Social-Emotional Support for Students (DHH): Elementary School Years

Diane: Elementary-aged children who are deaf or hard of hearing need instruction and guidance to develop social language and understanding of themselves in order to be aware of why they have challenges and to develop self-regulation, motivation, empathy, and friendship skills. Also, as mentioned in the introduction, students who are deaf or hard of hearing, will be referred to as “students” unless otherwise noted when compared to those who are hearing. Language plays a critical role in the understanding of social norms and development of problem-solving skills. Students often struggle with making connections and understanding the social aspects of friendship because they lack access to communication with hearing peers and have limited or no opportunities for incidental learning or social norms.

The following interview with Ka Lia by her teacher of students who are deaf and hard of hearing highlights the challenges she had as a student who was hard of hearing who was learning English as a second language in elementary school and how that affected her ability to connect with hearing peers in her classes.

Lived Experience Interview:
Emily M: What was it like being hard of hearing in elementary school? What do you remember?

Ka Lia: Growing up as a hard of hearing kid made it hard for me to learn English, especially because it is my second language. I had a hard time hearing my teachers when they taught, especially when they talked quietly. I wasn’t able to learn like other children my age. For example, I was a fourth grader with the reading level of a second grader. I was a shy child because I wasn’t able to speak English fluently. I didn’t ask a lot of questions, but when I did, I could barely hear the teacher’s responses. I remember kids would talk behind my back knowing I could hear nothing they were saying about me. It is also hard for me to understand and process the words through my mind. That affects how fast I think and my response time.

Emily M: How did you feel during that time?

Ka Lia: I

Emily M: Did you have difficulty connecting with students who spoke Hmong too? Or was just the English learning difficult?

Ka Lia: I
Emily M: You mentioned that kids would talk behind your back, what did you do when that happened? How did you react?

Ka Lia: I

Emily M: What do you know now that you wish you knew then? What do you wish you would have done differently?

Ka Lia: I

Emily M: What do you think were the factors that changed how you felt about school socially?

Ka Lia: I

Emily M: What about friends? When you were in elementary school did you have any really good friends? What were the struggles in making friends?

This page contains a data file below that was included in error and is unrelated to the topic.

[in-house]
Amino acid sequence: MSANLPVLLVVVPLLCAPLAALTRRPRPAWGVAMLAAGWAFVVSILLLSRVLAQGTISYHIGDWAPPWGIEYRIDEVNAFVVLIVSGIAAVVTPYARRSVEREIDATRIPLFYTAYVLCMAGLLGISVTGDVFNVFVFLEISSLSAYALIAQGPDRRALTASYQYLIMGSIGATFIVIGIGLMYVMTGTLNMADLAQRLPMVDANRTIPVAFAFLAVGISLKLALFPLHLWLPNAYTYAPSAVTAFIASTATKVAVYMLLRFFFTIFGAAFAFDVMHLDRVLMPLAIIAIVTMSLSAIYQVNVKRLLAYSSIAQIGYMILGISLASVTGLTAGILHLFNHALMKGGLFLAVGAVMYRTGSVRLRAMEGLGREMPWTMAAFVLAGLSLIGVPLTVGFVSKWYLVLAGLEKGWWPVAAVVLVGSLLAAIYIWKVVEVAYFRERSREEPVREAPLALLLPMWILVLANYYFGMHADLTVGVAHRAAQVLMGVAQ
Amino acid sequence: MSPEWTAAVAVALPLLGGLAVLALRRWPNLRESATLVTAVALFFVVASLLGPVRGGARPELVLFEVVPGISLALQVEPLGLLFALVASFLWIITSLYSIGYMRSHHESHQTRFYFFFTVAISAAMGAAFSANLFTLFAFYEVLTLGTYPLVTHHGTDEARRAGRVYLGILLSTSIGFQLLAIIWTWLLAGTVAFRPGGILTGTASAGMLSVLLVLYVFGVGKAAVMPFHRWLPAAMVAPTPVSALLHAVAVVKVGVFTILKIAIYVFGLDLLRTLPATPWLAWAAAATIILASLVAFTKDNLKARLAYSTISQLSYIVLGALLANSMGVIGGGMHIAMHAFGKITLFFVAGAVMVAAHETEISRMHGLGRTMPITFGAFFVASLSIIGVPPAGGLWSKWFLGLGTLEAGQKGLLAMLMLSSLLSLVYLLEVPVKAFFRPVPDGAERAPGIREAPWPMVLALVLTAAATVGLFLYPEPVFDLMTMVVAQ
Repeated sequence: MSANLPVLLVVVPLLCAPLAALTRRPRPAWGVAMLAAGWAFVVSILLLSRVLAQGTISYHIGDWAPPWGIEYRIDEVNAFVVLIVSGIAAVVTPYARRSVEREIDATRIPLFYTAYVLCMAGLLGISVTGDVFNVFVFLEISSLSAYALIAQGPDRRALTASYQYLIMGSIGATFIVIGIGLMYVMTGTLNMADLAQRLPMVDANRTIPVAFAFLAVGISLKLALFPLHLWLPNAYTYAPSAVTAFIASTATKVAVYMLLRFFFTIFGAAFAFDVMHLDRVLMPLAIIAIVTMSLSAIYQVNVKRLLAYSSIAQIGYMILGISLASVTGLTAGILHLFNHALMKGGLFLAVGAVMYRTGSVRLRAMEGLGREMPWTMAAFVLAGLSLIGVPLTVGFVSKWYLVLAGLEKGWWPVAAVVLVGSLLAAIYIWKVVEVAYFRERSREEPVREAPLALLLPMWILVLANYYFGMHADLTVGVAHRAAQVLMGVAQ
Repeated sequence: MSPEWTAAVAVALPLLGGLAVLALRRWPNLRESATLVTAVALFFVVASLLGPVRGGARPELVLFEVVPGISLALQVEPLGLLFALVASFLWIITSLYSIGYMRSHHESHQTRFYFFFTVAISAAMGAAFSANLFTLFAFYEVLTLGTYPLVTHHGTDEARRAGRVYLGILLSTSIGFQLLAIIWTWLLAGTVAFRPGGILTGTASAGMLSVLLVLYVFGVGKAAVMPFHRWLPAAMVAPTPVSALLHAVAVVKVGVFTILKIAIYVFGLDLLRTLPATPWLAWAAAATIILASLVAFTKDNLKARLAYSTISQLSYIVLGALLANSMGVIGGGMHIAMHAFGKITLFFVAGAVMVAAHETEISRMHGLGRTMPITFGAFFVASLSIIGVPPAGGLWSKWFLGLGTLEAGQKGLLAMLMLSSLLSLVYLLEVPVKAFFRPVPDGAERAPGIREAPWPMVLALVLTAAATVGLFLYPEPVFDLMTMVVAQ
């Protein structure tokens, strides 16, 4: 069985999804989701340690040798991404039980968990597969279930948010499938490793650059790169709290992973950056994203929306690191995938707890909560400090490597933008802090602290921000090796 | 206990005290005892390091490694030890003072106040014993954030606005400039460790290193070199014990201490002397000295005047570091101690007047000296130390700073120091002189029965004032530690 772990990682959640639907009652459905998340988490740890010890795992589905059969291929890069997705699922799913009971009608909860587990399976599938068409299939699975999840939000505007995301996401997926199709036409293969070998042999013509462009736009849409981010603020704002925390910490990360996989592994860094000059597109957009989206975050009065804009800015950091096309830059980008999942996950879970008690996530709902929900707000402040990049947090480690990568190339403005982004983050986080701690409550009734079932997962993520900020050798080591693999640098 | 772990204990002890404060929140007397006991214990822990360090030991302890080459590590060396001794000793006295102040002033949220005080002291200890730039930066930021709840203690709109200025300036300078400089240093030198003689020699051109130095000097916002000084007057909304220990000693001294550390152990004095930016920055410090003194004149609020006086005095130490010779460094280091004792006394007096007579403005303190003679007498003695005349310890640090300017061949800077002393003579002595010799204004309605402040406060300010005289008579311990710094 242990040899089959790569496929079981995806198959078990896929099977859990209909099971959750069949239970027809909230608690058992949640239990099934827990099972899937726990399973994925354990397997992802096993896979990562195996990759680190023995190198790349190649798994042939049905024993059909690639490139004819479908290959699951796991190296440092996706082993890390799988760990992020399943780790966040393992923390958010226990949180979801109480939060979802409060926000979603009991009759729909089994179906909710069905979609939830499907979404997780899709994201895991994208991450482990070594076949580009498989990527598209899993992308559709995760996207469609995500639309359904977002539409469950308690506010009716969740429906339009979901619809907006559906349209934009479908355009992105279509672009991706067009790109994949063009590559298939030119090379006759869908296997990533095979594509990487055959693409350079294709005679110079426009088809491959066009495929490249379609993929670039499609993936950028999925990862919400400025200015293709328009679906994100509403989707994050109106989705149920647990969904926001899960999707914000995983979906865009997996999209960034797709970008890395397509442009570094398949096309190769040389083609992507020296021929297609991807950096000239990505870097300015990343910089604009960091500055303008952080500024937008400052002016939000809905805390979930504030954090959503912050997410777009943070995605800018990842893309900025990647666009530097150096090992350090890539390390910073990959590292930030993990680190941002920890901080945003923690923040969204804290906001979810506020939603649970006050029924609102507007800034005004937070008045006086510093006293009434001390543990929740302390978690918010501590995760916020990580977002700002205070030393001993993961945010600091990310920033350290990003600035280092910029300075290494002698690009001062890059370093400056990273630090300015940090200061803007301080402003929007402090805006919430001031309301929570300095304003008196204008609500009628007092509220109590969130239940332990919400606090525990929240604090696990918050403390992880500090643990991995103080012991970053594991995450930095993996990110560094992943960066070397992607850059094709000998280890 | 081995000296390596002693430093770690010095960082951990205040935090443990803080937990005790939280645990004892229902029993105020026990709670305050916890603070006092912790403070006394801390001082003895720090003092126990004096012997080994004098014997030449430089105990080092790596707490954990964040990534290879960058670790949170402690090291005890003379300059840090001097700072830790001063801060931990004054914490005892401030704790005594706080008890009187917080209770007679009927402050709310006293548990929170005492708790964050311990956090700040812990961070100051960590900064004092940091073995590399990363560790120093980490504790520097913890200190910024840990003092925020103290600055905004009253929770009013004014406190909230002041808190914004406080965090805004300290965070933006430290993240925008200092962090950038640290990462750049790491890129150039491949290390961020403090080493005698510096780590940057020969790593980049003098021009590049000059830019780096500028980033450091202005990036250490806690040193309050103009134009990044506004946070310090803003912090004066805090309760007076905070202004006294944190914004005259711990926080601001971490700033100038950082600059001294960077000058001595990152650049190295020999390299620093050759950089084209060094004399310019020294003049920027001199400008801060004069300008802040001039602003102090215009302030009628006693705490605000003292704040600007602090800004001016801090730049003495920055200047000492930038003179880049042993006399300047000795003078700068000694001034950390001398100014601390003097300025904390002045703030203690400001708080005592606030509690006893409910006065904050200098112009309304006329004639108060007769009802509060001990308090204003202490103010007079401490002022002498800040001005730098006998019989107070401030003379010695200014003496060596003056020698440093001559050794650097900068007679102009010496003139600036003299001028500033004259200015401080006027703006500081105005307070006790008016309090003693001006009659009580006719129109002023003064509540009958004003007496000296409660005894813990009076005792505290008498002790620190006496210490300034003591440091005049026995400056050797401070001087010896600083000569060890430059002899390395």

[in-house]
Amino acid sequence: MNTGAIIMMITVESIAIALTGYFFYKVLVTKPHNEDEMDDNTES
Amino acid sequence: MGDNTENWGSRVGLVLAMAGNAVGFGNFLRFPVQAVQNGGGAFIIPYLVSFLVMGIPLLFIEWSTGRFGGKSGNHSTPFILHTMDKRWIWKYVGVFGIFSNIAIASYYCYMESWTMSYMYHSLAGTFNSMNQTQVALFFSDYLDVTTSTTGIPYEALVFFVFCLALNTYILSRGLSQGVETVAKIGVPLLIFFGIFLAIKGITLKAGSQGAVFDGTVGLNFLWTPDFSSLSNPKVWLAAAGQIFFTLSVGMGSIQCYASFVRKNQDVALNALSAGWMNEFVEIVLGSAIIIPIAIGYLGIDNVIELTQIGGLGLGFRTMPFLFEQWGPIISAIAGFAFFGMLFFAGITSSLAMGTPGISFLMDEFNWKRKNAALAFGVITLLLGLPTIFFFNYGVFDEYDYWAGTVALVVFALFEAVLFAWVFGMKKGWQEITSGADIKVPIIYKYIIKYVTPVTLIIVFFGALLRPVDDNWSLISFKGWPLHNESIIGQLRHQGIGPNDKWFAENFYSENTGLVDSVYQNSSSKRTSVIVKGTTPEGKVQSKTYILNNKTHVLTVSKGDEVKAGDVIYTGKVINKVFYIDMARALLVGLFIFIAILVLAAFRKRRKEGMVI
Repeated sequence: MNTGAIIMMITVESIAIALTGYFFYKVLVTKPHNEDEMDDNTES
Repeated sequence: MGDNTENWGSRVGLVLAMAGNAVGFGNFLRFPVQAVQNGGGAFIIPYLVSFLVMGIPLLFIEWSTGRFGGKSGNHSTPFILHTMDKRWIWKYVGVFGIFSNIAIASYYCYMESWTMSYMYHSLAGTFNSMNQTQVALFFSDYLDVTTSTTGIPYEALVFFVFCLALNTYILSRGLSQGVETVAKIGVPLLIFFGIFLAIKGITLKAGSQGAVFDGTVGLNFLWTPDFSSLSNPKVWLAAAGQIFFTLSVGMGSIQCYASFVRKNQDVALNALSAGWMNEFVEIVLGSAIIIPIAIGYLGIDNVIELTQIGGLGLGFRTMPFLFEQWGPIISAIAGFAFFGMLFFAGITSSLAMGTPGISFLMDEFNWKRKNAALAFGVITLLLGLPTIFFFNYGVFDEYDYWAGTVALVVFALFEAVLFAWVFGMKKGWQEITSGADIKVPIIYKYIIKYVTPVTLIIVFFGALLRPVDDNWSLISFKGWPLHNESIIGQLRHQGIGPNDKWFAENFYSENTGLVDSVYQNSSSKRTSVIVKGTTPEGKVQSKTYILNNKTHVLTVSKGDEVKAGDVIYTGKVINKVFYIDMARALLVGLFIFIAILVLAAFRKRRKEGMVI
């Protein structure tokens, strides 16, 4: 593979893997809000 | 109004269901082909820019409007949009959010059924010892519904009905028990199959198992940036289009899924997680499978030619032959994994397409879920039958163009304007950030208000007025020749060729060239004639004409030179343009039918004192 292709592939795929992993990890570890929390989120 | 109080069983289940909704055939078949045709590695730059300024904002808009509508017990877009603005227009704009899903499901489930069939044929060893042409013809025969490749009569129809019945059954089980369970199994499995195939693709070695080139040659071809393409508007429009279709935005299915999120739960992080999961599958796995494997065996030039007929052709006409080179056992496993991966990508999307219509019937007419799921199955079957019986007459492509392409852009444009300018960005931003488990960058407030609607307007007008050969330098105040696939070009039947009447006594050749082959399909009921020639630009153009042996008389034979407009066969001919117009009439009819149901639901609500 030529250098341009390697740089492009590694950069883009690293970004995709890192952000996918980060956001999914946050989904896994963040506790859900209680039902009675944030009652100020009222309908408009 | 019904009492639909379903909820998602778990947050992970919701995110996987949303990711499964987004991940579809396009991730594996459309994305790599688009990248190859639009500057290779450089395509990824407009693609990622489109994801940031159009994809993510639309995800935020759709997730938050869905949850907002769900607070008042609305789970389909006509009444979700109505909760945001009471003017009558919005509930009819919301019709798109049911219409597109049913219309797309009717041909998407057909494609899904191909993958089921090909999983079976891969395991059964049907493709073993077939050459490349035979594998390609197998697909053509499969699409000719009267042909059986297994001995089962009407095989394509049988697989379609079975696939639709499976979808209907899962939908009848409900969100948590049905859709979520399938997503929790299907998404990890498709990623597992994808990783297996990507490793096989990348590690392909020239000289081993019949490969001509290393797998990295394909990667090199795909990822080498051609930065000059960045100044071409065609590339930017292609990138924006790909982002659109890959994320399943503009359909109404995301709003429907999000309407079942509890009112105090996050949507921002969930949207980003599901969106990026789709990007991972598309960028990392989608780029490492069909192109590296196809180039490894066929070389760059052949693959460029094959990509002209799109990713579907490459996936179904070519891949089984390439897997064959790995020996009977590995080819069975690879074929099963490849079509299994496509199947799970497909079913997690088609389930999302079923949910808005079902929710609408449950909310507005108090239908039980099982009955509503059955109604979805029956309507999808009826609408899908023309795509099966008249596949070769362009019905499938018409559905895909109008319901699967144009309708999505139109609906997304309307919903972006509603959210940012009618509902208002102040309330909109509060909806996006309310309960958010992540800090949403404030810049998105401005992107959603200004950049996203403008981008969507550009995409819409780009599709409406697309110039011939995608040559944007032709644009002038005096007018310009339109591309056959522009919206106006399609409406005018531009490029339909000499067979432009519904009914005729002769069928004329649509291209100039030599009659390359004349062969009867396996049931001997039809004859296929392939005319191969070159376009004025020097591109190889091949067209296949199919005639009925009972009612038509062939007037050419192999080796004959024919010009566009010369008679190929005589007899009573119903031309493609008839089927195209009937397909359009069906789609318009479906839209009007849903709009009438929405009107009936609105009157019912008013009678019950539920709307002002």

Ka Lia: I

Emily K: As you learned, Ka Lia had some unique challenges as a child who is hard of hearing and learning both the American culture and English for academics and to make social connections. This is important to remember as schools become more culturally diverse. Teachers for students who are deaf and hard of hearing frequently are the connection point between teachers of English language learners and the general education teachers, reminding teachers, staff and parents that it is more difficult to learn English when you cannot hear it well and may or may not have amplification both in school and at home.

Let’s begin by discussing some home-based interventions. To help parents support their children, it is important to connect them to support groups or parent mentors. An example of one resource is Hands and Voices and the various activities and programs that they provide in regional areas. Another option to support parents and families would be for schools and programs to host family events within the district or region for all students who are deaf and hard of hearing. These opportunities to learn about the unique challenges young elementary children have when learning academic and social language are important to build understanding. These activities also allow students and families to interact with other families. Interacting with adults who are deaf and hard of hearing promotes acceptance and understanding within the family culture. When the family has a greater understanding of the journey and connections to role models who are deaf or hard of hearing, as well as a support system for dealing with the unique challenges for both families and children, then they are more likely to provide an environment for the child that will foster positive social interactions within the home. Meeting deaf or hard of hearing adults and perhaps other families on a similar journey helps to provide validation to both the family and the child that they are not alone and there are connections after high school. It’s also important for parents to hear lived experiences from adults who are deaf or hard of hearing. The following is a story that was shared with Jessalyn by a friend.

(Visited 5 times, 1 visits today)